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Special Reports | Deadly Workplaces

Wyoming workers are maimed and killed on the job at an alarming rate, and its leaders are slow to make meaningful reforms. These reports detail the challenges and opportunities in workplace safety.

Wyoming takes courtesy approach to curbing workplace deaths

Wyoming’s overall strategy to curb workplace fatalities still lacks additional enforcement- and penalty-based proposals brought by worker advocates during recent legislative debate on the issue. The state's OSHA inspection rate capacity amounts to just one onsite job inspection per employer every 60 years.

Report: Wyoming lacks ‘culture of safety’

To correct Wyoming’s long-standing distinction as among the deadliest states in the nation for workers, state and industry officials must work cooperatively to create a “culture of safety,” according to the most recent analysis by Wyoming Occupational Epidemiologist Timothy Ryan.

Worker advocates slam state for timid response to workplace fatalities

Two worker advocacy groups say that, for 10 years, Wyoming and industry leaders have failed to take the carnage of workplace fatalities seriously, and they’re urging the state to use its “legal power and moral authority” to force immediate changes on the ground.“It’s high time that state government and the Legislature quit playing games with the lives of workers in Wyoming,” Wyoming State AFL-CIO executive secretary Kim Floyd said in a prepared statement on Friday.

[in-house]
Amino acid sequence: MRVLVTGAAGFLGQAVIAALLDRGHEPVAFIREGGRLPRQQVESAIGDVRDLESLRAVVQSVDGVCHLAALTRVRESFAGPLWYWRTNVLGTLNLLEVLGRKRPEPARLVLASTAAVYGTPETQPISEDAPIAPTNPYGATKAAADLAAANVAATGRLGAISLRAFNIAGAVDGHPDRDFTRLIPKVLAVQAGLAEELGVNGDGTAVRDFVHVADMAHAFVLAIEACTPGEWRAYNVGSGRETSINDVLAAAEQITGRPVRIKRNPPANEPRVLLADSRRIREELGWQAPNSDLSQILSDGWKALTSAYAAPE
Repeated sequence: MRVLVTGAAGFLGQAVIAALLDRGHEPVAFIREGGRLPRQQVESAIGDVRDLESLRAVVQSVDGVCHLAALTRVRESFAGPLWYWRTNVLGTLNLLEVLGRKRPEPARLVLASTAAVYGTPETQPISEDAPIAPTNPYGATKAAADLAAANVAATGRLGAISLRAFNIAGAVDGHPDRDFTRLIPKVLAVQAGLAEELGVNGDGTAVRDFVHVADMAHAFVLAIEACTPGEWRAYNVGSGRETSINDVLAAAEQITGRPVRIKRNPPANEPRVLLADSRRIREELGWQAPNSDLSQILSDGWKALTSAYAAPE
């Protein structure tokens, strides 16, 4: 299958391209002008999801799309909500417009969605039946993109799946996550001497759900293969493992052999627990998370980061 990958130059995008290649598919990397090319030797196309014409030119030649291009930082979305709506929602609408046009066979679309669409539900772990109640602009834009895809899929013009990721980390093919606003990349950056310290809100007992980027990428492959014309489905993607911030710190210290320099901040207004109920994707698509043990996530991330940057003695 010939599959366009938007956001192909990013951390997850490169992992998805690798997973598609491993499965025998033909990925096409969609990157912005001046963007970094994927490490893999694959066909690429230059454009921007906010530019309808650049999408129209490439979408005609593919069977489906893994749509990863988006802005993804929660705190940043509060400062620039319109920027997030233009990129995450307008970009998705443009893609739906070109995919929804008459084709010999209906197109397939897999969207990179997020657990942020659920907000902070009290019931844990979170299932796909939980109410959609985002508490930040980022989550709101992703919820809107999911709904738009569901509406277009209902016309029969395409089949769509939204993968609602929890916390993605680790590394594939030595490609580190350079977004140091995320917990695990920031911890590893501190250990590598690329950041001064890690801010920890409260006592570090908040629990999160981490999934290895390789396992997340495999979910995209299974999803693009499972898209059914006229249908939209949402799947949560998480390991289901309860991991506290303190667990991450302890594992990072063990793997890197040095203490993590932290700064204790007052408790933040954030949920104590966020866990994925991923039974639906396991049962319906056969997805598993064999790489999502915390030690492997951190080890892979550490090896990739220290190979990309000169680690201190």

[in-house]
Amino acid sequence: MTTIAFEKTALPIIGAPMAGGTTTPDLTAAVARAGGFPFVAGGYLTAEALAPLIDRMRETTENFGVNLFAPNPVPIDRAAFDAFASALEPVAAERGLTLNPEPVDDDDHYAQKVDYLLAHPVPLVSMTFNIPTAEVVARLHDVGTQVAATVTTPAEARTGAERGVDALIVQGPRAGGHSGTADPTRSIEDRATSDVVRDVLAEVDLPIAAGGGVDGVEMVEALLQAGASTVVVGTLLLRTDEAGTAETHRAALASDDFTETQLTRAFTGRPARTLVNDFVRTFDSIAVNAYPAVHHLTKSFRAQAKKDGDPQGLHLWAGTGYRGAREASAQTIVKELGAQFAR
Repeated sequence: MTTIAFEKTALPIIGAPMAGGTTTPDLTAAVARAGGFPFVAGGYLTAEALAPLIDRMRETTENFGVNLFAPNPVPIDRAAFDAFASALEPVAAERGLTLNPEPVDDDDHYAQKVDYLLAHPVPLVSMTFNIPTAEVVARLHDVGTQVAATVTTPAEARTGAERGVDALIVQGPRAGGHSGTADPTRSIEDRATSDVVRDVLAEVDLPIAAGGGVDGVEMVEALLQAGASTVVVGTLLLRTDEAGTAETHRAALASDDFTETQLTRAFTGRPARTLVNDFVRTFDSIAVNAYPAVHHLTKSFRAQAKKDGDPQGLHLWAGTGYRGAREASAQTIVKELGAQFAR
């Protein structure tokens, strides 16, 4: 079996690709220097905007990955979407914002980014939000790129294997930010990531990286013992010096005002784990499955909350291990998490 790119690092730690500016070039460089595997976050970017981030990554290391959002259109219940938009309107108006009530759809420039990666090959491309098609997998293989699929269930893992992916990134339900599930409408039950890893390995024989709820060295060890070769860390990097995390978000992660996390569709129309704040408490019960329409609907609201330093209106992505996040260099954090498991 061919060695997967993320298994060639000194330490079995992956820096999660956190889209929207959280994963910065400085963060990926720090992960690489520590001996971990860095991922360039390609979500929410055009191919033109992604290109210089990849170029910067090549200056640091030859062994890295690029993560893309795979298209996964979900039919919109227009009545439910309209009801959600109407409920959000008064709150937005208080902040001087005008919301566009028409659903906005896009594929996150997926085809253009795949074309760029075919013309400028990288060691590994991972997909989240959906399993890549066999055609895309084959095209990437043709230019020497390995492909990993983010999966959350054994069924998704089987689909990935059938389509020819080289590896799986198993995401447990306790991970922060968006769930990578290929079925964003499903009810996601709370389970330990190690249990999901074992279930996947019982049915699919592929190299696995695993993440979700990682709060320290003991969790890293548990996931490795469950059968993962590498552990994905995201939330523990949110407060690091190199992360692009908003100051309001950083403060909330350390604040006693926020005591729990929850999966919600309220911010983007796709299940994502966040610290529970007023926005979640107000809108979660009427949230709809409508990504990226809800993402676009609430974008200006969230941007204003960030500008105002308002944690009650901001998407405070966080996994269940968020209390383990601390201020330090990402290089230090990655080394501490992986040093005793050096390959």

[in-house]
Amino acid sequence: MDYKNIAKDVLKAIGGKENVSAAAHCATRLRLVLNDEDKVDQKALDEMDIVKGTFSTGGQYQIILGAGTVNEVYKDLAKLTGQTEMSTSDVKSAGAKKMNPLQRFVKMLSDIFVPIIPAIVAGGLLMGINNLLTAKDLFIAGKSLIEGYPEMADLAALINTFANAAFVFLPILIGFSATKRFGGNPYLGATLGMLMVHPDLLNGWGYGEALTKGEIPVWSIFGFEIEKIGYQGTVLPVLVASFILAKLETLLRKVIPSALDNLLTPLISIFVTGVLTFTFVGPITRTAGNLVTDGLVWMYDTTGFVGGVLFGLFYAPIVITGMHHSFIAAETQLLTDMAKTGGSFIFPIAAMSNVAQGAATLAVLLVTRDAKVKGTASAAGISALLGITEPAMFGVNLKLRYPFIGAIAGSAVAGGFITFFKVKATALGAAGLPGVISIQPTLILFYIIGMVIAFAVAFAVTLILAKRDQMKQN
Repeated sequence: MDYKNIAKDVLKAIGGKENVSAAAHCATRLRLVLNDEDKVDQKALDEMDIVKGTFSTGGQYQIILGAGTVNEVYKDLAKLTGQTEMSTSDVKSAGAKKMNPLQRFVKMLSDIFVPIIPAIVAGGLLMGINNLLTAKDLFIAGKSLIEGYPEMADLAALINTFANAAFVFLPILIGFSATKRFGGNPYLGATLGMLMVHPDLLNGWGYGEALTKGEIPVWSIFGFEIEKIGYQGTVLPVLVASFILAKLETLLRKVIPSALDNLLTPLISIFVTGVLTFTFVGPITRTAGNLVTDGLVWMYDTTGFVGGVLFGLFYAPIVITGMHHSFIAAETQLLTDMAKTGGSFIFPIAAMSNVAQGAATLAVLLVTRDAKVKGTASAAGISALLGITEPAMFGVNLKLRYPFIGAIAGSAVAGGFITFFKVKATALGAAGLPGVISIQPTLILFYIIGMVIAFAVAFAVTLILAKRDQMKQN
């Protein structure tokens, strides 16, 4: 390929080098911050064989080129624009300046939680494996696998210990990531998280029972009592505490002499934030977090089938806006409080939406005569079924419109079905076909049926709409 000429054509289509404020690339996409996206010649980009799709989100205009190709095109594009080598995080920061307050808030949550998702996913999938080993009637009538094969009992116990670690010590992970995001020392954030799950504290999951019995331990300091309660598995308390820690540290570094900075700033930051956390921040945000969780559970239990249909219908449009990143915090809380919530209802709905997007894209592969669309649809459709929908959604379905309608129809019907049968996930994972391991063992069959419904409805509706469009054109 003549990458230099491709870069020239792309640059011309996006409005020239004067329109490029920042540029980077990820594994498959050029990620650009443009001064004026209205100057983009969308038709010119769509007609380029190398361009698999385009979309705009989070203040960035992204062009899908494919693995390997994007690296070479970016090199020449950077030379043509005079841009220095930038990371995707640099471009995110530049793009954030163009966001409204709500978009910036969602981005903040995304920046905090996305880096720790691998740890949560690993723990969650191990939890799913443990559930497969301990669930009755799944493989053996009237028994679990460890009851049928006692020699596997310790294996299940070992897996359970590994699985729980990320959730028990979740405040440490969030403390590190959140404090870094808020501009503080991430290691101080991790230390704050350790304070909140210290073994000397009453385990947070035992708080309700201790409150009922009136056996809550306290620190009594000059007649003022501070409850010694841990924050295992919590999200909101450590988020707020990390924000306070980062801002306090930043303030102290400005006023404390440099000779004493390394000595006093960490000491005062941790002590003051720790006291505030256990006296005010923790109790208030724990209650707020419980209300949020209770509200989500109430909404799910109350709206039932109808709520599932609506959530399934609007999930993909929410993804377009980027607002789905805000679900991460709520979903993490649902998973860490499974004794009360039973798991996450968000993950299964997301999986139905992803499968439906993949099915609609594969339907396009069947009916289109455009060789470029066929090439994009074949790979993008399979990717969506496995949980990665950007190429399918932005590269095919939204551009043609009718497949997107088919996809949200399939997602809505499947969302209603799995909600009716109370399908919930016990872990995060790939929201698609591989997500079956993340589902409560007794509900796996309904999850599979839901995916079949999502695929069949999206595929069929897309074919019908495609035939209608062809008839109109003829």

Deadly Workplaces – Wyoming’s workplace fatality rate still ranks among worst in nation

Despite being saddled with the worst-in-the-nation distinction for workplace fatalities, the decision to emphasize voluntary collaborative efforts rather than inspection and enforcement was emblematic of a pervasive attitude among industry leaders and state lawmakers: “You get more done with incentives and voluntary cooperation than you do from being hard-nosed with inspections and that sort of thing,” Sen. Charlie Scott (R-Casper), chairman of the Labor, Health and Social Services Committee, told WyoFile.